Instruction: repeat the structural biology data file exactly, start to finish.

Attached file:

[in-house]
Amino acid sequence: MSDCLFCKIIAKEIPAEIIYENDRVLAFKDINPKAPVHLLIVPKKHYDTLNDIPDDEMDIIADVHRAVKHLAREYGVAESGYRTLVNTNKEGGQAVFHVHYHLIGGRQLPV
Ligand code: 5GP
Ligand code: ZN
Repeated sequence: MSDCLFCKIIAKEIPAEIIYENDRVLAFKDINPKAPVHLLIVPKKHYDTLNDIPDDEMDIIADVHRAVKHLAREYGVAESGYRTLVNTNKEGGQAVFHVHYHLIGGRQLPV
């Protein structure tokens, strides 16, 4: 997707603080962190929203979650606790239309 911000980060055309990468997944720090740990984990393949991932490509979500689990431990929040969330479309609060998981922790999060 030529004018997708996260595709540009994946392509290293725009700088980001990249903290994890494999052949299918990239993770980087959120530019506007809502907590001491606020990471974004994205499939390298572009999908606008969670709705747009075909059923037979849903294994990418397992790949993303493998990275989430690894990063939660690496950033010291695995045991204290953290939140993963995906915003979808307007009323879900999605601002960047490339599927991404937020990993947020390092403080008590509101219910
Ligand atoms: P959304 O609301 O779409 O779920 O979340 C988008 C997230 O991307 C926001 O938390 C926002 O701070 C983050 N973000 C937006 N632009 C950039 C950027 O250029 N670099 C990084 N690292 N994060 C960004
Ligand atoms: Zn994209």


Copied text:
[in-house]
Amino acid sequence: MSDCLFCKIIAKEIPAEIIYENDRVLAFKDINPKAPVHLLIVPKKHYDTLNDIPDDEMDIIADVHRAVKHLAREYGVAESGYRTLVNTNKEGGQAVFHVHYHLIGGRQLPV
Ligand code: 5GP
Ligand code: ZN
Repeated sequence: MSDCLFCKIIAKEIPAEIIYENDRVLAFKDINPKAPVHLLIVPKKHYDTLNDIPDDEMDIIADVHRAVKHLAREYGVAESGYRTLVNTNKEGGQAVFHVHYHLIGGRQLPV
């Protein structure tokens, strides 16, 4: 997707603080962190929203979650606790239309 911000980060055309990468997944720090740990984990393949991932490509979500689990431990929040969330479309609060998981922790999060 030529004018997708996260595709540009994946392509290293725009700088980001990249903290994890494999052949299918990239993770980087959120530019506007809502907590001491606020990471974004994205499939390298572009999908606008969670709705747009075909059923037979849903294994990418397992790949993303493998990275989430690894990063939660690496950033010291695995045991204290953290939140993963995906915003979808307007009323879900999605601002960047490339599927991404937020990993947020390092403080008590509101219910
Ligand atoms: P959304 O609301 O779409 O779920 O979340 C988008 C997230 O991307 C926001 O938390 C926002 O701070 C983050 N973000 C937006 N632009 C950039 C950027 O250029 N670099 C990084 N690292 N994060 C960004
Ligand atoms: Zn994209």